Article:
# Problem using a voltage divider to input a voltage to a low impedance line

I had a problem using a voltage divider to input a voltage (between 0 and 12 volts) to a low impedance signal line. I used a potentiometer as the voltage divider, and as I turned the pot the signal voltage would suddenly jump from around 1 volt to over 10 volts. So that did not work.

My new plan is to use a TIP120 transistor to send the voltage signal. I’ll use an Arduino analog PWM output to the transistor’s gate, and put ground and +12 volts through the transistor. By varying the output from the Arduino from 0 to 255, I hope to get the whole range between 0 and 12 volts.

Will that give a good voltage signal on the low impedance signal line?

For low impedance driving you'll need the transistor in common-emitter mode (resistor between emitter and ground) with output taken from emitter terminal. This will limit output signal to around 4.3 volts but one major advantage is that the output signal will be in-phase with the arduino PWM output. The emitter resistance should be the same as your "low impedance" load (50ohms or whatever)

Thanks for the reply. I need to get the full 0 to 12 Volt range on the output line. Is there any way to do that?

how "low" impedance? 500? 50 ? 1 Ohm? how "fast" voltage has to be set?

Magician:
how "low" impedance? 500? 50 ? 1 Ohm? how "fast" voltage has to be set?

About 50 Ohms. Voltage does not have to be set quickly.

1. Motor driver L293/L298 or shield, powered 14-15 V DC ( to have some room for saturation, if load needs exactly 12V), than you PWM input as a motor driver, and set RC filtering at the outputs . So problem with this concept, could be high value of capacitors.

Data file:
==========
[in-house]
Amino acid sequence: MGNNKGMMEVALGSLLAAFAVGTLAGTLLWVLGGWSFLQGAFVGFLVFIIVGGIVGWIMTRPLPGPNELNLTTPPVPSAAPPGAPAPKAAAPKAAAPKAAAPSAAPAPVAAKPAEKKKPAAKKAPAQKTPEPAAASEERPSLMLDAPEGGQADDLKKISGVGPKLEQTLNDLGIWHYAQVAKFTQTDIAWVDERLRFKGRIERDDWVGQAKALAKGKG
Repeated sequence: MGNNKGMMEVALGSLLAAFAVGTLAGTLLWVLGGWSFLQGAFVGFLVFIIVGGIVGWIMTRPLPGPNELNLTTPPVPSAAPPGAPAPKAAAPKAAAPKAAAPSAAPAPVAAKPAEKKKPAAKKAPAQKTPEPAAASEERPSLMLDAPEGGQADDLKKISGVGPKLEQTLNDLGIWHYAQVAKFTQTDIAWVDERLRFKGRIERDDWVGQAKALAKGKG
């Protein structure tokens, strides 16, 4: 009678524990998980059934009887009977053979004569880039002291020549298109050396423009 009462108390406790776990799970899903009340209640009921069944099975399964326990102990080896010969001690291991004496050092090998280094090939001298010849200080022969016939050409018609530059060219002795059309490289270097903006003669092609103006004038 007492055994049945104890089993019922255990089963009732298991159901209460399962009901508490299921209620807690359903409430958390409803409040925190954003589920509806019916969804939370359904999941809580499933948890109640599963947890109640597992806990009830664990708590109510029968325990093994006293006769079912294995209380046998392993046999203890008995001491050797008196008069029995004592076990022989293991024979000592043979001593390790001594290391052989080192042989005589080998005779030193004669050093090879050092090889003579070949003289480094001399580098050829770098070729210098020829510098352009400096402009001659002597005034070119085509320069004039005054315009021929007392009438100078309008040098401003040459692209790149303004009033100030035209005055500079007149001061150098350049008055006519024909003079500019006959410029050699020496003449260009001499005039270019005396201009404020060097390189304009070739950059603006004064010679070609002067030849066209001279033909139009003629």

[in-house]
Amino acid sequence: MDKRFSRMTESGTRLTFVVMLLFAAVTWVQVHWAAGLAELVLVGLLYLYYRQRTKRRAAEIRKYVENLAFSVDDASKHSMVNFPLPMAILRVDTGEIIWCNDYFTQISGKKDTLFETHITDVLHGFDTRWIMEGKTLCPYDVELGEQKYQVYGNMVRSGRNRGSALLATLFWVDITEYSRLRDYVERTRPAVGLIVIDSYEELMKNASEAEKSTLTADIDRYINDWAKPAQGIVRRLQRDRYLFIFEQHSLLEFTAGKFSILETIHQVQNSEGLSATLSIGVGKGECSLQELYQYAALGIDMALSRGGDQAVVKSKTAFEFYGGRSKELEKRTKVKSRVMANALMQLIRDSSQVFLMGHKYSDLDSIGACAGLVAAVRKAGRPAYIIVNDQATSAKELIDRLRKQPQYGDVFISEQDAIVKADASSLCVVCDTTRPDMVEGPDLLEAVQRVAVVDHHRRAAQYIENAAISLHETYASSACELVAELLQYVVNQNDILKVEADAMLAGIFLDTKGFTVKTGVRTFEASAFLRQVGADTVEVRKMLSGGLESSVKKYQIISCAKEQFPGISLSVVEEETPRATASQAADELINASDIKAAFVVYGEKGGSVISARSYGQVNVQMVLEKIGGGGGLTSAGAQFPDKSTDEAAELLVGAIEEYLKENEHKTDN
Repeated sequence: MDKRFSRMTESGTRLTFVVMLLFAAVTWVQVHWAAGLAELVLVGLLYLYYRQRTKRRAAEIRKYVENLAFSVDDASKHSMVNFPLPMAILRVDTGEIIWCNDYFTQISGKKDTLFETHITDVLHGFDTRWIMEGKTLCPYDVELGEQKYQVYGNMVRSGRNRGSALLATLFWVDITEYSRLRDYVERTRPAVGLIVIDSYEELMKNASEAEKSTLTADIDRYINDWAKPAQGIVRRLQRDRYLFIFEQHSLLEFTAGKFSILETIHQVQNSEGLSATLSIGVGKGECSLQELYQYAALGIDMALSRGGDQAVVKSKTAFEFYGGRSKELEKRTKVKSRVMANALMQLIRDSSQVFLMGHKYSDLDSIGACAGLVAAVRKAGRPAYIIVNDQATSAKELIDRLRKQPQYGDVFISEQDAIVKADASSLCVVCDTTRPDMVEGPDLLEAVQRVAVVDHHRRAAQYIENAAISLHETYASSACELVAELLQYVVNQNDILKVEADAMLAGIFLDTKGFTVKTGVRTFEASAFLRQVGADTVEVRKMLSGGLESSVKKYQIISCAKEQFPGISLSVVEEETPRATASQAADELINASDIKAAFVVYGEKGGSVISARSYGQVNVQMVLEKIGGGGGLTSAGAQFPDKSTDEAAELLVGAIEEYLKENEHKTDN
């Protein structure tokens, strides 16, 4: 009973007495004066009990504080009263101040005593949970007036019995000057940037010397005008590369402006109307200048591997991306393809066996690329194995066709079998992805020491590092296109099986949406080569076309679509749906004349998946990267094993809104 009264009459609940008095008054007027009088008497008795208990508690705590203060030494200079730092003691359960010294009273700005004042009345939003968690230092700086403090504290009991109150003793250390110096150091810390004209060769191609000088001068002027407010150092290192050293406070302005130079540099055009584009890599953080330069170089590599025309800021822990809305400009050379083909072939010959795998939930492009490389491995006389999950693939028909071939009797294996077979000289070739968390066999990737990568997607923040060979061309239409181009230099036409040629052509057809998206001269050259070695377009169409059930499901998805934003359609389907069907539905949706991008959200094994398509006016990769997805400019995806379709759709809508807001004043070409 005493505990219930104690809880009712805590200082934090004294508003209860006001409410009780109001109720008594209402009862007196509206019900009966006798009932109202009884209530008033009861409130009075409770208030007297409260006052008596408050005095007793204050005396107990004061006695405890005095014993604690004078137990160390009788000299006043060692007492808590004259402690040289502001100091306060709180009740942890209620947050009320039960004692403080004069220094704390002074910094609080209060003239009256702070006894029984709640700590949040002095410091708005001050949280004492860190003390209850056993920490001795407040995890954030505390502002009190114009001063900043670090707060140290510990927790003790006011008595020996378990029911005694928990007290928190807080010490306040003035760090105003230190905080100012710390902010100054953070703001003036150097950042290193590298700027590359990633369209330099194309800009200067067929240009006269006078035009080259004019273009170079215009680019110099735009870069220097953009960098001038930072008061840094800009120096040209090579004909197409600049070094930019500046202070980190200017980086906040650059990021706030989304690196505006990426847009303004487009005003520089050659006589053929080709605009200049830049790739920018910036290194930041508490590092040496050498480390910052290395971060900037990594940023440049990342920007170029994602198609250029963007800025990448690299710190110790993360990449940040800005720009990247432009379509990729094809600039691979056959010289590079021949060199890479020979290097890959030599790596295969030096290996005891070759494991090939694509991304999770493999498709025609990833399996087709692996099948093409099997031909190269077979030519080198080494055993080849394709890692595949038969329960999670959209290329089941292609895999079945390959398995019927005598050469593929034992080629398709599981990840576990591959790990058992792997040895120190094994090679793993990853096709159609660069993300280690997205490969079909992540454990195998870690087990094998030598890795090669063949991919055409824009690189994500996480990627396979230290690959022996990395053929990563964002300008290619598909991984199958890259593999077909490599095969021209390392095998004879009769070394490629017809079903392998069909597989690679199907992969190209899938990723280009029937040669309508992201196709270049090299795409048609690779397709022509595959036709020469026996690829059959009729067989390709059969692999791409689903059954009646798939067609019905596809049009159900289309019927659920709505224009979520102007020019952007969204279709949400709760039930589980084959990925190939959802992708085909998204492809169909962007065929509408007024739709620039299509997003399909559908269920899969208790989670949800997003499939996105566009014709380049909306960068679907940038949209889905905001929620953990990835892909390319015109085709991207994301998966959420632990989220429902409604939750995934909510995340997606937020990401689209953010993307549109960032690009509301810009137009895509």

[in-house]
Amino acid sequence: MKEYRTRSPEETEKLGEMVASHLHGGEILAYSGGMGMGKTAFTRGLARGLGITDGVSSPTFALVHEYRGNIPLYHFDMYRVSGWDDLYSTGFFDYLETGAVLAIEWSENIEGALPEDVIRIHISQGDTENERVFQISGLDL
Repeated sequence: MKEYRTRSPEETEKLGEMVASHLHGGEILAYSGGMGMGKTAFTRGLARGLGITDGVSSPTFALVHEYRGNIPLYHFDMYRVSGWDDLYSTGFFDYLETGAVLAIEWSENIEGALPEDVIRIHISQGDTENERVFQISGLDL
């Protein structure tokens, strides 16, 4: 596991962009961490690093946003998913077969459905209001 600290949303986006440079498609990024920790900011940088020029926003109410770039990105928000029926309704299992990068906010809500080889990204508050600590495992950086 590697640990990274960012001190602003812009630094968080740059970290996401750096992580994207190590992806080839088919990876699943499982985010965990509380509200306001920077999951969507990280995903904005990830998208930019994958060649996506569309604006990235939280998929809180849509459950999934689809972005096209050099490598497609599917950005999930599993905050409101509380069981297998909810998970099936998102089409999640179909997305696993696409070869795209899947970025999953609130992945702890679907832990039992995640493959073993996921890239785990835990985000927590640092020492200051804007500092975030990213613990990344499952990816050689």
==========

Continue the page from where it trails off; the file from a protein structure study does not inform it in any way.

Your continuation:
2. Audio Power amplifier (TDA2030 or similar), with RC filter at the input, and load connected directly to output. Basically, OPA with high load current capability. Regular OPA buffered with couple complementary darlingtons at the output will also works.

Thanks for the suggestions. I’ll look into them. One thing is that I do not need to filter the output to get rid of the PWM. The output signal line can take PWM fine.

I decided to give the TIP120 transistor a try. It looks like it should work. It does have a voltage drop of about 1.3 Volts. But it gives a nice voltage range without the big jump I had when using the potentiometer.

I'm got another circuit with a MOSFET that I think I will build and try out. That may give me close to the full 0 to 12 Volt range.

If you don't need to filter the PWM then you just need a circuit to switch 12V at upto .25 A. What is the load?

MarkT:

I need to send a signal of between 0 and 12 Volt to an electric-over-hydraulic trailer brake.

Well, I'm clearly not understanding something here.

I tried the TIP120 transistor (a Darlington) using 0 to 5 Volts instead of 0 to 12 Volts. The highest output I got was 3.7 Volts. Then I tried using a MOSFET and the highest output was less, about 3.0 Volts. I can't figure out why I cannot get the full 5 Volts.

What am I missing?

UPDATE: This situation is about what Jackrae said in post #2.

jackrae:
This will limit output signal to around 4.3 volts

But I do not understand why the voltage is limited. I tried using 12 Volts as the supply (rather than 5 Volts) and got about the same results.

A transistor used in emitter follower mode has the "load" between emitter and ground. Therefore "all" of the output voltage appears across this load. There must always be a drive voltage between base and emitter to produce the base-to-emitter drive current. Hence the emitter voltage can never be greater than the base voltage (both relative to ground). If the base voltage is the PWM output of the arduino - a nominal 5 volts, it follows that the emitter voltage can never be greater than the arduino voltage.